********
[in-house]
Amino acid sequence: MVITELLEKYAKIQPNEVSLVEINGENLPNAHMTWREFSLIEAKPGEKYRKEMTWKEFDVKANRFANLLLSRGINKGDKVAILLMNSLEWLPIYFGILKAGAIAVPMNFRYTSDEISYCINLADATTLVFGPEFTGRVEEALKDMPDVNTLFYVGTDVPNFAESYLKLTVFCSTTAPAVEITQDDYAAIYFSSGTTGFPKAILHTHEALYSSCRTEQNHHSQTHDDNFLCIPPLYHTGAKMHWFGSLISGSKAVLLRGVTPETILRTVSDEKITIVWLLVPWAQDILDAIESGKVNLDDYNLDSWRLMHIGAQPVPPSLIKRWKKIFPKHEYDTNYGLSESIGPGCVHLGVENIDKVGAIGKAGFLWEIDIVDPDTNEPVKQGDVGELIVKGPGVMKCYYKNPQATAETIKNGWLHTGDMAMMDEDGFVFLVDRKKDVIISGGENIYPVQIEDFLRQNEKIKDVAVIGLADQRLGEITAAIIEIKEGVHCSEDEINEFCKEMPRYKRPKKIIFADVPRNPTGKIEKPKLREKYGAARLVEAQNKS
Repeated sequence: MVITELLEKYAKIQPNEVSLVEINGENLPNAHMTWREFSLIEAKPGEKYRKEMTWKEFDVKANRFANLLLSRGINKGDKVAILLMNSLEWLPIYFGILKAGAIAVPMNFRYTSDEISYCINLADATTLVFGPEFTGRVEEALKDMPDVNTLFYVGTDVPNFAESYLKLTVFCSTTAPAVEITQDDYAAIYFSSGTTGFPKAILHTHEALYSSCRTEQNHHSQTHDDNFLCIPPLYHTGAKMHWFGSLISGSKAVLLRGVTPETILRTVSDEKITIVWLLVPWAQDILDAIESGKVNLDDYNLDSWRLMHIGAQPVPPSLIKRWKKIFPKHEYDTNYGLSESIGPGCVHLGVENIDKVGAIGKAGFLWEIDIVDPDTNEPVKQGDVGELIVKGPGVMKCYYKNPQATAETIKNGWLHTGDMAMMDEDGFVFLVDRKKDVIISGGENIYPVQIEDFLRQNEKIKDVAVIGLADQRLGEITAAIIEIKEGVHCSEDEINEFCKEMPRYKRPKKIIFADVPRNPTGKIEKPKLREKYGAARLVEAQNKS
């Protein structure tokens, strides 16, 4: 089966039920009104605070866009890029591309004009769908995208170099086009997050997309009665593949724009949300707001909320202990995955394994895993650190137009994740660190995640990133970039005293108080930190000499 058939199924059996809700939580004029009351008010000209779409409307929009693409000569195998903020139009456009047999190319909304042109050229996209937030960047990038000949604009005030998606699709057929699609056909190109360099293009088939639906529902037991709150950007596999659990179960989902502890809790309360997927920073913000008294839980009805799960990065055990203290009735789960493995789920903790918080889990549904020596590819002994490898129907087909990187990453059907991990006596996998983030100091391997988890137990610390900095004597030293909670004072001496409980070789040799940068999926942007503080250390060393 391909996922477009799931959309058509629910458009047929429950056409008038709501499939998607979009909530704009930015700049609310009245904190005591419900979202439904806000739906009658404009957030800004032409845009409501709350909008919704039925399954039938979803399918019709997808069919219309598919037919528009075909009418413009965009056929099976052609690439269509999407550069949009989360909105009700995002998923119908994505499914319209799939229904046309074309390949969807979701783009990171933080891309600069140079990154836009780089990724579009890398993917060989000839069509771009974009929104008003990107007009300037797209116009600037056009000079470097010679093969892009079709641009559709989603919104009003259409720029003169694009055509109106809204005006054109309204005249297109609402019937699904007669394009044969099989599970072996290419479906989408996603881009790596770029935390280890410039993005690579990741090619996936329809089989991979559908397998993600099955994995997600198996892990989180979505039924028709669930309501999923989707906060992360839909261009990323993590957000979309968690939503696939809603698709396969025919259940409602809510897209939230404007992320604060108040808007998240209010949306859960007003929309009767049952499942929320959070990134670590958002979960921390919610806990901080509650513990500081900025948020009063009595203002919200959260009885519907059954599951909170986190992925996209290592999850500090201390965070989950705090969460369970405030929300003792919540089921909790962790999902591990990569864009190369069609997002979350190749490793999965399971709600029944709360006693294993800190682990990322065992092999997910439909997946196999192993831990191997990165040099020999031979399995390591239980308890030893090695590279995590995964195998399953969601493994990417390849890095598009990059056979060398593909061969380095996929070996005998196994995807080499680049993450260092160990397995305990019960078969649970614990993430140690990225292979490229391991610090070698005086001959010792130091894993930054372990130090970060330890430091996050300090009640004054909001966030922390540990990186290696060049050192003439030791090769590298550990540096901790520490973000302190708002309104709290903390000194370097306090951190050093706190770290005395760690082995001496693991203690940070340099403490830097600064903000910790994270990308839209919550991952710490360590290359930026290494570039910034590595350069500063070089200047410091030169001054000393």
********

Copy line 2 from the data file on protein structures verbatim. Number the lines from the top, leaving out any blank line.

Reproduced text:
Amino acid sequence: MVITELLEKYAKIQPNEVSLVEINGENLPNAHMTWREFSLIEAKPGEKYRKEMTWKEFDVKANRFANLLLSRGINKGDKVAILLMNSLEWLPIYFGILKAGAIAVPMNFRYTSDEISYCINLADATTLVFGPEFTGRVEEALKDMPDVNTLFYVGTDVPNFAESYLKLTVFCSTTAPAVEITQDDYAAIYFSSGTTGFPKAILHTHEALYSSCRTEQNHHSQTHDDNFLCIPPLYHTGAKMHWFGSLISGSKAVLLRGVTPETILRTVSDEKITIVWLLVPWAQDILDAIESGKVNLDDYNLDSWRLMHIGAQPVPPSLIKRWKKIFPKHEYDTNYGLSESIGPGCVHLGVENIDKVGAIGKAGFLWEIDIVDPDTNEPVKQGDVGELIVKGPGVMKCYYKNPQATAETIKNGWLHTGDMAMMDEDGFVFLVDRKKDVIISGGENIYPVQIEDFLRQNEKIKDVAVIGLADQRLGEITAAIIEIKEGVHCSEDEINEFCKEMPRYKRPKKIIFADVPRNPTGKIEKPKLREKYGAARLVEAQNKS